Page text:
The Year 2000 Problem: Helen Liddell, Economic Secretary to the Treasury, says "cost effectiveness is the key"

United Kingdom
On 14th January, at a conference jointly organised by the Law Society's Commerce & Industry Group and Cameron McKenna, Helen Liddell, Economic Secretary to the Treasury, reinforced the Government's commitment that the Financial Services Authority will be cost effective, and that this will not just be an aspiration but a statutory requirement.

Over 150 assembled guests listened to Ms Liddell as she said that "being efficient and economic, and having costs proportionate to its benefits" would be a specific statutory objective of the FSA. The FSA will be required to report on its cost effectiveness to the Treasury, and publish both its fees and accounts at the same time.

In addition, Ms Liddell explained that when the FSA introduces a new rule "it will have to consult both the public and practitioners, and in all cases carry out a statutory cost/benefit analysis". It would be open to regulated firms to challenge the FSA's estimates if they felt that they were unrealistic.

Ms Liddell said that the definition of investment business would be clarified to avoid the need for there to be so many precautionary requests for authorisation.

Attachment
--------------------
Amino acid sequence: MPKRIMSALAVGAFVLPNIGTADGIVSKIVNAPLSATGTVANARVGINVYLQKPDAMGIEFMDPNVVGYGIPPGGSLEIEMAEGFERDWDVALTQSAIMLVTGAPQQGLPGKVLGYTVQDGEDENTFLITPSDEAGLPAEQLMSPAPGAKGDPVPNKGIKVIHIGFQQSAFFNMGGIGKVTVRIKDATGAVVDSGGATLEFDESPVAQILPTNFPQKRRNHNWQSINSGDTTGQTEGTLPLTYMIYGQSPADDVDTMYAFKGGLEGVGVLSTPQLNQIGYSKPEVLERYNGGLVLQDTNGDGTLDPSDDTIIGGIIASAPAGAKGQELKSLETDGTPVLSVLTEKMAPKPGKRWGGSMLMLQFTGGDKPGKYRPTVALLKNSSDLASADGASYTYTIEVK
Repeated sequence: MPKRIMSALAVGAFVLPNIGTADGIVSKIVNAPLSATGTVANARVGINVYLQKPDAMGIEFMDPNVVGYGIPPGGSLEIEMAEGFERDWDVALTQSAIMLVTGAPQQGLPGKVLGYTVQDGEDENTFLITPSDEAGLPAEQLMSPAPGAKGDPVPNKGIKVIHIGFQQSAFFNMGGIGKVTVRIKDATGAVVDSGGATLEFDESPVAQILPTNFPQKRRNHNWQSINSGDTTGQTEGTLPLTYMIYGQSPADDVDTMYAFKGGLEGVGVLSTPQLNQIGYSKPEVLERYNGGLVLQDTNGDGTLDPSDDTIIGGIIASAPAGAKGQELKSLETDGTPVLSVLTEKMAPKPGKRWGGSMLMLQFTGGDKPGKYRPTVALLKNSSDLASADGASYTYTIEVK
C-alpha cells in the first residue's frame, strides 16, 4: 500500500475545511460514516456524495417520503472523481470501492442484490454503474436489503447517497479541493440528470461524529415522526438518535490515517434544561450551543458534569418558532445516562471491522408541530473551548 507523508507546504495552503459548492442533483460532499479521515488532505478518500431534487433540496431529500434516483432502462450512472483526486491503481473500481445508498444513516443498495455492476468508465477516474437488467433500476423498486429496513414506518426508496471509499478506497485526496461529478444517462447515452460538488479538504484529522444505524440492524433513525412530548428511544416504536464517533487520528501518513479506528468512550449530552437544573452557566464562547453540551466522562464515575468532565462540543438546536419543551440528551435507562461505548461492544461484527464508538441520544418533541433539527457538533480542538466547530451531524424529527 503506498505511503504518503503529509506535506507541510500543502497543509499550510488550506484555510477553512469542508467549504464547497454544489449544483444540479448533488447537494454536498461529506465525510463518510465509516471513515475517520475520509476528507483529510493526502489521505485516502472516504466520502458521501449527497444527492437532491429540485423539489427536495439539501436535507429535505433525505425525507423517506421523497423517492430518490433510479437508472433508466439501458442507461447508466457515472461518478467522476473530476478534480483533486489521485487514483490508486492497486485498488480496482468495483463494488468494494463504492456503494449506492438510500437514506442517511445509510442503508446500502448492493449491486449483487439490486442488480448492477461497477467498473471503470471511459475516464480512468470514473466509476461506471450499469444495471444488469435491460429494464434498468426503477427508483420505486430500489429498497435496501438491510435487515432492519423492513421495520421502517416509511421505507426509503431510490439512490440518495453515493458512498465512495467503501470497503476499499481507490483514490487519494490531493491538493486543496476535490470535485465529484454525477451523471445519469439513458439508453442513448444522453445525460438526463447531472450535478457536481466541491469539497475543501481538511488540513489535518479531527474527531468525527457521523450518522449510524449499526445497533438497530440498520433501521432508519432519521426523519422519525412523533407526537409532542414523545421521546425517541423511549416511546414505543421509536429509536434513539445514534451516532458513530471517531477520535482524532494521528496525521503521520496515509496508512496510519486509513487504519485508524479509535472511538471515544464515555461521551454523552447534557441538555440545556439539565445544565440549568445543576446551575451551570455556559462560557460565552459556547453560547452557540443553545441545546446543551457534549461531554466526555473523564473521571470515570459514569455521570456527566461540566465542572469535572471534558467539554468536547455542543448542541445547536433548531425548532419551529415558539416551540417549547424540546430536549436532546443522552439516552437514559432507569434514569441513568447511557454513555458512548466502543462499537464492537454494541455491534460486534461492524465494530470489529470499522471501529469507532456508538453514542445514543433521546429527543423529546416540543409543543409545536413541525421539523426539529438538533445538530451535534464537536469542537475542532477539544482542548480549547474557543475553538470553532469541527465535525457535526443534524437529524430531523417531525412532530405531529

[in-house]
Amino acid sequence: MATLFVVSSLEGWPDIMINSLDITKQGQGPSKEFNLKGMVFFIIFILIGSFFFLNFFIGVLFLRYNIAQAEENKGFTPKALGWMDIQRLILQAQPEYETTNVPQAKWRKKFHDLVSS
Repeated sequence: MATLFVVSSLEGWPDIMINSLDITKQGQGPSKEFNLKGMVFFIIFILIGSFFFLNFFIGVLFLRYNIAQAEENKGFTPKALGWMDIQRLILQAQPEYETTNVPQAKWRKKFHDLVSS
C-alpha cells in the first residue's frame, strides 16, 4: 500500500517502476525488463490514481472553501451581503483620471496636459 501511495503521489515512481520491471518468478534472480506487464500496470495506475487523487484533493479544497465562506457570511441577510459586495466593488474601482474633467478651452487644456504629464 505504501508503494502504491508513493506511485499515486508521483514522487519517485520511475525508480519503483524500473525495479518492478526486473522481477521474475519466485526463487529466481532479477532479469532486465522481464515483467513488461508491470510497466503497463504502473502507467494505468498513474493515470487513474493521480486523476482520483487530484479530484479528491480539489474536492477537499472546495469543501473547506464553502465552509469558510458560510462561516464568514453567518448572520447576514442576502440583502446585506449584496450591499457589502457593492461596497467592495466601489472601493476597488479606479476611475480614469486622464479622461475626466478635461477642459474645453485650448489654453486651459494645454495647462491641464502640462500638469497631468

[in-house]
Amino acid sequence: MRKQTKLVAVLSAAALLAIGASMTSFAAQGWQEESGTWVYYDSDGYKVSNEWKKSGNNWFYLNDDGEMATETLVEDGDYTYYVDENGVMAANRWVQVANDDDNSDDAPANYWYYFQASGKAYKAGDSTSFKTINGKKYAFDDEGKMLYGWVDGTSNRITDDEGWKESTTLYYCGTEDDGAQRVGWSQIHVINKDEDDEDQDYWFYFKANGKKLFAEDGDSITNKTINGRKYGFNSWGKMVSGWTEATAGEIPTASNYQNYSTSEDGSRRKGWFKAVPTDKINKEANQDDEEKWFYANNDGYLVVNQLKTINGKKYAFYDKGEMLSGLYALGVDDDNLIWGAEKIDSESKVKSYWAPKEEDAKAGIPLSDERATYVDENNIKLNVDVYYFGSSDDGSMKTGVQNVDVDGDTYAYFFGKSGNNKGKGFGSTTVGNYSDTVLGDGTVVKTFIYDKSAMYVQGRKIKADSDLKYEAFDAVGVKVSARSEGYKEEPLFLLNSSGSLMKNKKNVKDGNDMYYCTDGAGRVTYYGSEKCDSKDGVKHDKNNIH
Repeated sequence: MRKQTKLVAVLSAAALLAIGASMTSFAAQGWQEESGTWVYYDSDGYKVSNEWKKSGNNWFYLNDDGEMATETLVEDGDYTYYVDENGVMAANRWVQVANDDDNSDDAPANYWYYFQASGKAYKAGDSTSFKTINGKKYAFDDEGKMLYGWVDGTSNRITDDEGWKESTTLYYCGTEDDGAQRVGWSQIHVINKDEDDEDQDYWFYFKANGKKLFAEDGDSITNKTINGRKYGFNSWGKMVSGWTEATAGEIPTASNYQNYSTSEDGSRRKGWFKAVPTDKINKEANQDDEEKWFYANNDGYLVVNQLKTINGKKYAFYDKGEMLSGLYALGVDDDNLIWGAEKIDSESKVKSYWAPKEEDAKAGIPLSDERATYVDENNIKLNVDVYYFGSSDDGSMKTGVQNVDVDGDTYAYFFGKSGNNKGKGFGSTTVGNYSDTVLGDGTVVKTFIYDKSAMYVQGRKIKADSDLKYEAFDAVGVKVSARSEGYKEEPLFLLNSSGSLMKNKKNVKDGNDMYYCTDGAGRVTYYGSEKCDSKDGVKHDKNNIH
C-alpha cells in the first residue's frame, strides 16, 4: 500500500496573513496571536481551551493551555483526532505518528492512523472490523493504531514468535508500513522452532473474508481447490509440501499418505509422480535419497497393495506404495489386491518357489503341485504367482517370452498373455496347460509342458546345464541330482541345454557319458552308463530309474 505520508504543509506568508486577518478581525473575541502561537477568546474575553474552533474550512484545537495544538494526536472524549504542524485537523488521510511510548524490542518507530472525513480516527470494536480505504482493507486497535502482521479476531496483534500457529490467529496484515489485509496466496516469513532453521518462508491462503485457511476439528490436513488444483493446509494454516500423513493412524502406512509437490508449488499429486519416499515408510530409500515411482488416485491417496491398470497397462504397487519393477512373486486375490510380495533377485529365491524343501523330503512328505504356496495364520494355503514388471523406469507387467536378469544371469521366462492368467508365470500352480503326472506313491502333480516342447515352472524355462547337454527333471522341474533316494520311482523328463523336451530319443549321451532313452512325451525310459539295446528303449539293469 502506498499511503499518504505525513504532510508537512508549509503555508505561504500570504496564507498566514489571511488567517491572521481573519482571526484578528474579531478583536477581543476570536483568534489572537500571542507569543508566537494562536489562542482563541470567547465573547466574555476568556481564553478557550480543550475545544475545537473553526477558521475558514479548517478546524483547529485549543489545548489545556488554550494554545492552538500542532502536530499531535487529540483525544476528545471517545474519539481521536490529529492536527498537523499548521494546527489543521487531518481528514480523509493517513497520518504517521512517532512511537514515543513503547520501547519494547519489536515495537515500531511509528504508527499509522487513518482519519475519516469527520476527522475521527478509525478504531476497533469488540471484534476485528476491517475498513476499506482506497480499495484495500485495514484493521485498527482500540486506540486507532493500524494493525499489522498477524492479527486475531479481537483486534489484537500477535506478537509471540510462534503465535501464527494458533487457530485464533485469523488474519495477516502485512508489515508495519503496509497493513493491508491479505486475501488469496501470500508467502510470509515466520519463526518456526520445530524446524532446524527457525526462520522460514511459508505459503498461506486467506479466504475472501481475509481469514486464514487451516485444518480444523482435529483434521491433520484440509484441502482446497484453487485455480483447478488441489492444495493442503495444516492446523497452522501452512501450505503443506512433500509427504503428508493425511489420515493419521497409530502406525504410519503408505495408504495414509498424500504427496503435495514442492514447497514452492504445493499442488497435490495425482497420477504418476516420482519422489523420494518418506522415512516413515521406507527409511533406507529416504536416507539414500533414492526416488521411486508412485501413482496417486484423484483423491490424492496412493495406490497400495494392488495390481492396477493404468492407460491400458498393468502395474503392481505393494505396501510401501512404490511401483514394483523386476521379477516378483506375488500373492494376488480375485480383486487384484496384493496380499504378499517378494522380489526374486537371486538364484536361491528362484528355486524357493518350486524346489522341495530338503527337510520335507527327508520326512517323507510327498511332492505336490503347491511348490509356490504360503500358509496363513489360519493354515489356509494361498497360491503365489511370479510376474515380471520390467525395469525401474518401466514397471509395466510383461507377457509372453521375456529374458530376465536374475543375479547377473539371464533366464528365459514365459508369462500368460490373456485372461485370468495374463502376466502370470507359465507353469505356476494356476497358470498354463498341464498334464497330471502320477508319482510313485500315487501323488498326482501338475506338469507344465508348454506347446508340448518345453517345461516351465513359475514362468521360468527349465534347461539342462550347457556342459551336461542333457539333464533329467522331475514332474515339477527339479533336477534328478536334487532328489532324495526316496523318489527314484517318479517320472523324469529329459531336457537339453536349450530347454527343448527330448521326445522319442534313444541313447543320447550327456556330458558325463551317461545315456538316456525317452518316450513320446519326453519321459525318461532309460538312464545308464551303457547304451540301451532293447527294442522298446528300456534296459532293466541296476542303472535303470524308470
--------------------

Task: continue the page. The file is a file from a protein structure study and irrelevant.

Ms Liddell explained that the importance which the Government attached to the reform of financial services regulation could be seen from the fact that the Treasury had managed to get advance clearance to draft the Financial Services Reform Bill, which is expected to be published this spring, even though it is not intended that it become law until 1999.

Ms Liddell concluded with a plea to the industry to be more involved in the shaping of the future of financial services regulation in the coming months. She explained that "effective regulation is the key to competitive advantage" and "if you have a technical issue, you should talk to the Treasury about it now. I want to see a free exchange of views in order that you, the industry, can guide us." She ended with the challenge that if those assembled wanted "to see the UK with a world leading regulator, then help us to create it and speak now or forever hold your peace".